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This is a course on Functional Programming in OCaml. It focuses on functional programming ideas, rather than pragmatic OCaml programming. Lectures 1 to 6 may appear overwhelming as they introduce many concepts. In fact, the algorithmic content of lectures 1–6 is for the most part quite simple, but I wanted them to force the students to think from scratch. Concepts from lectures 7, 8, 10 are more prevalent in Haskell, because OCaml programmers can judiciously use imperative features to avoid introducing complexity. In particular, monadic programming has better optimization support in Haskell than in OCaml. Lecture 9 (and lectures 12, 14 to come) address the pragmatics of OCaml programming directly. To be a well-rounded functional programmer, you should also complete a complementary course based on the book Pearls of Functional Algorithm Design by Richard Bird. Or you can intersperse reading Pearls of Functional Algorithm Design with following this course. (Perhaps I’ll do something about it.)

Initial lectures have examples translated to F#, but then I decided to focus on OCaml.

Useful links:

Functional programming video lectures:

Lectures and assigned material

The time given is how many lecture-hours a lecture actually took us, for reference: don’t be scared that lecture 6 appears as a single lecture. One meeting is two lecture-hours.

  1. Lecture 1: Logic Δ (and Types). [2 hours]
    • Examples: Lec1.ml Δ, Lec1.fs Δ.
    • For further practice, you can do lessons 1–4 of the tutorial at http://try.ocamlpro.com/, and parts “Quick Language Overview” and “The Functional World” of the tutorial at http://www.tryfsharp.org/. Skip over the parts that you do not understand or that are too time-consuming. Unfortunately the F# tutorial wouldn’t work for me under Linux, but it works under Windows.
  2. Lecture 2: Algebra Δ (and Algebraic Data Types) (needs some fixes) — Lecture 2 Figure Δ. [2 hours]
  3. Lecture 3: Computation Δ. [2 hours]
  4. Lecture 4: Functions Δ (and Lambda Calculus). Also known as Alligator Calculus. (Lecture requires OCaml.) [3 hours]
  5. Lecture 5: Polymorphism and Abstract Data Types Δ. Type inference. Polymorphic recursion. Algebraic specifications. Maps. Red-black trees. [3 hours]
  6. Lecture 6: Generic functions, Lists. Δ Generic programming with mapping and folding. Backtracking with lists. [5 hours]
  7. Lecture 7: Laziness and Streams. Δ Lazy evaluation and stream processing. [3 hours]
  8. Lecture 8: Monads. Δ List comprehensions. Monads. The module system. Probabilistic Programming. Lightweight cooperative threads. [7 hours]
  9. Lecture 9: Compilation and Parsing. Δ Working with OCaml projects. Compiling and runtime of FPLs: Garbage Collection and closures. Optimization. Writing parsers in Menhir.
  10. Lecture 10: FRP. Δ Zippers. Adaptive Programming aka. Self-Adjusting Computation. Functional Reactive Programming i.e. temporal programming. GUIs.
  11. Lecture 11: the Expression Problem. Δ Type system concepts for solving the Expression Problem with introduction to OCaml’s objects and classes. Monadic parsing and dynamic code loading.
  12. Lecture 12: Standard Libraries. Haskell’s type classes. OCaml’s alternatives Batteries and Core, and Haskell Hierarchical Libraries.
  13. Lecture 13: Category Theory for Functional Programmer. Invitation to Category Theory.
  14. Lecture 14: Parallelism. Sharing memory across processes, MPI, and more.

Contact me if you would like to receive our exam exercise sets. They are based in half on 99 problems.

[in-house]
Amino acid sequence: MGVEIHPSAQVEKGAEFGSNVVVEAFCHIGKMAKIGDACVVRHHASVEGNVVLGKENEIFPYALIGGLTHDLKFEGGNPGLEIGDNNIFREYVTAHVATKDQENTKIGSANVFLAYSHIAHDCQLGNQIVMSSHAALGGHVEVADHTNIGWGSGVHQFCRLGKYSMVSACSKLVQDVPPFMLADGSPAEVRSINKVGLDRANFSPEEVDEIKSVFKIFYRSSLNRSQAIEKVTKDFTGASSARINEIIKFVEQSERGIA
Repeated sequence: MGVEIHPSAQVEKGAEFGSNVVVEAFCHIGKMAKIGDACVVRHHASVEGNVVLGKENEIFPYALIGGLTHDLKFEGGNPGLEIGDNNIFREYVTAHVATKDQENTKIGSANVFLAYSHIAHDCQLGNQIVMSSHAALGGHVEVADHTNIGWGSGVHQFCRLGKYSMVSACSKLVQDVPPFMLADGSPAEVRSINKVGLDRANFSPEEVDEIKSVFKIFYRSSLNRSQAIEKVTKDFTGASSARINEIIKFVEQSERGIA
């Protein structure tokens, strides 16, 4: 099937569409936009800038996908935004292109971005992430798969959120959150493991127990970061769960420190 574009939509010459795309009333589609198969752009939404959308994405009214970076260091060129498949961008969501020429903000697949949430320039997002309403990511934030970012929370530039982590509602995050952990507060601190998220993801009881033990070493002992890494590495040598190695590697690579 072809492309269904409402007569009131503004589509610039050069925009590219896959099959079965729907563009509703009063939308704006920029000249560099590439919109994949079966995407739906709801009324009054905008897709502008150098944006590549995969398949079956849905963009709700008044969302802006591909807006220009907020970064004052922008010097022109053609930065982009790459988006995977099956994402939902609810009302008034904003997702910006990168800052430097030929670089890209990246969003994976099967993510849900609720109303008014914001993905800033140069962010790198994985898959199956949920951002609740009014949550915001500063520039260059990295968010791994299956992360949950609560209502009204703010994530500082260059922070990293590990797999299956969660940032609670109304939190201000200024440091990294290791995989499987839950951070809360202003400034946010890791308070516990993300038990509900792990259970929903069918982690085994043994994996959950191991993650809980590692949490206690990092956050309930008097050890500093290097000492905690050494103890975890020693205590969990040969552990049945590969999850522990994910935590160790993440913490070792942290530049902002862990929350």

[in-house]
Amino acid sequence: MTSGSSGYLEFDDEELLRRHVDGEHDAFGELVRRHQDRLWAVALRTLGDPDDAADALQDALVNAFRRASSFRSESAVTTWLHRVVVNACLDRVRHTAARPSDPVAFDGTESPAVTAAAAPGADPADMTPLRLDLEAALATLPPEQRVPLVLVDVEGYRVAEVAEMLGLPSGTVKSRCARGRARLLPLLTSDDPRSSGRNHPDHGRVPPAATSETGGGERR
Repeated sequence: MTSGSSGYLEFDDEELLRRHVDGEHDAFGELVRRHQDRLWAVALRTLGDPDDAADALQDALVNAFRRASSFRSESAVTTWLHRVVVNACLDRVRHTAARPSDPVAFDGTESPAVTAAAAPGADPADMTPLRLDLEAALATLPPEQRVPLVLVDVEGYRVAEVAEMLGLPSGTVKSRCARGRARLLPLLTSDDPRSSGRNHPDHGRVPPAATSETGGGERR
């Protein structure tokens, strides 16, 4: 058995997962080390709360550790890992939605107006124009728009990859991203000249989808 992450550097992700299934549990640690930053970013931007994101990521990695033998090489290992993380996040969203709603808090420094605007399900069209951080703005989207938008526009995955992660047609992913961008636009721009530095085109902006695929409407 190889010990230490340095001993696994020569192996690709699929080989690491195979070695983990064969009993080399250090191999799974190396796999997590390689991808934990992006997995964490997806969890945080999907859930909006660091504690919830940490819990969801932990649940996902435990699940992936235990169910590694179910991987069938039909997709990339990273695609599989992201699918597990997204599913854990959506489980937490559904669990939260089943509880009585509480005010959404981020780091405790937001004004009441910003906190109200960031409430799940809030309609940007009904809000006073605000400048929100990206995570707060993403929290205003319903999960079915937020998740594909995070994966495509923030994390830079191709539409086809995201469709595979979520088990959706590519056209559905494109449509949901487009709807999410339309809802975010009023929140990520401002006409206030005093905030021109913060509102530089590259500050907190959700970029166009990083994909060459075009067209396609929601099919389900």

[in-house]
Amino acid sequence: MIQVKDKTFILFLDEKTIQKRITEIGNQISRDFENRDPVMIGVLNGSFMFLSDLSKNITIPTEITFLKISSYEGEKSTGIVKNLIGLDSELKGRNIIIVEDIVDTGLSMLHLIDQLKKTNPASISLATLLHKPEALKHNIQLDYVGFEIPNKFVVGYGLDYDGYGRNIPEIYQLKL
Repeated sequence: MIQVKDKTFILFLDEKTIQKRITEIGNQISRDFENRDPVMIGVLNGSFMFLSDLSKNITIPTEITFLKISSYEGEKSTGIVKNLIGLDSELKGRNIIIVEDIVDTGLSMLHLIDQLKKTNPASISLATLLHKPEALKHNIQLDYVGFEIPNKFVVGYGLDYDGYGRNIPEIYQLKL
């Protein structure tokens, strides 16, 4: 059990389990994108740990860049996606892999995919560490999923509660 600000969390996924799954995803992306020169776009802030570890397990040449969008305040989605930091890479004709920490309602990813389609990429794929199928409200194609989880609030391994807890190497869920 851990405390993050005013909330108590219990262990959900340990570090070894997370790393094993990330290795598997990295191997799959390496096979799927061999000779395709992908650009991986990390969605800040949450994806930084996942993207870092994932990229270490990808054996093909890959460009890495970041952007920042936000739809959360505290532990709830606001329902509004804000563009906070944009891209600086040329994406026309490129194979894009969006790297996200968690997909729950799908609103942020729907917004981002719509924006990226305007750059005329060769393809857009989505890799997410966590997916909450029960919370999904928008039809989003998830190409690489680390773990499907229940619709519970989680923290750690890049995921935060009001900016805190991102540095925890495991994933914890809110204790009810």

Working in the browser:

  • Tutorial OCaml toplevel running on client-side in JavaScript (compiled from OCaml bytecode by js_of_ocaml).
  • OCaml toplevel with the same js_of_ocaml-based engine.
  • OCaml toplevel running on client-side in Java plugin (compiled from OCaml sources by ocamljava).
  • http://codepad.org/ online compiler/interpreter for several languages, running on server-side.

Installing on a desktop:

The instructions below are outdated. Go to ocaml.org / Install OCaml if you do not have OCaml working yet.

Installing on Windows:

  • OCaml student-friendly: OCaml Installer
    • The installer will also install Emacs. We will have several ways to use OCaml:
      • using the graphical toplevel OCamlWin.exe,
      • using any editor, e.g. OCamlBrowser, copying to the toplevel ocaml.exe and using the compiler ocamlc.exe,
      • using Emacs as we do under Linux.
    • Save common.ml Δ as .ocamlinit in a directory which OCaml will recognize (either “home” or where you start OCaml); or just # #use “path\to\common.ml”;; in the toplevel (where path\to is the directory in which you saved common.ml Δ).
  • OCaml developer-friendly: Wodi (based on GODI)
  • See also OCaml 4.0 Win readme.
  • F#: Visual F#

Installing on Debian-derived systems (e.g. Ubuntu):

  • OCaml:
    • $ sudo apt-get install ocaml
    • $ sudo apt-get install tcl8.5-dev tk8.5-dev (as suggested)
    • We do not need Batteries, so instead, save common.ml Δ as .ocamlinit in your home directory.
      • But if you really want Batteries, do: $ sudo apt-get install ocaml-batteries-included
      • and save ocamlinit.ml Δ as .ocamlinit in your home directory, for OCaml Batteries Included to start automatically in the toplevel.
    • $ ocaml starts the toplevel.
    • Instal other tools and libraries as needed, in similar manner.
  • F#:
    • $ sudo apt-get install mono-devel mono-tools-devel libmono-winforms2.0-cil libmono-system-runtime2.0-cil
    • Download fsharp2.0-1all.deb (this is just one possibility…)
    • $ sudo dpkg -i fsharp2.0–1all.deb
    • $ fsharpi starts the toplevel.
    • If the toplevel fails, we try to install from sources:
    • I use Emacs with fsharp-mode, download from http://sourceforge.net/projects/fsharp-mode/ and follow instructions in the README file.
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Page last modified on May 17, 2015, at 05:36 PM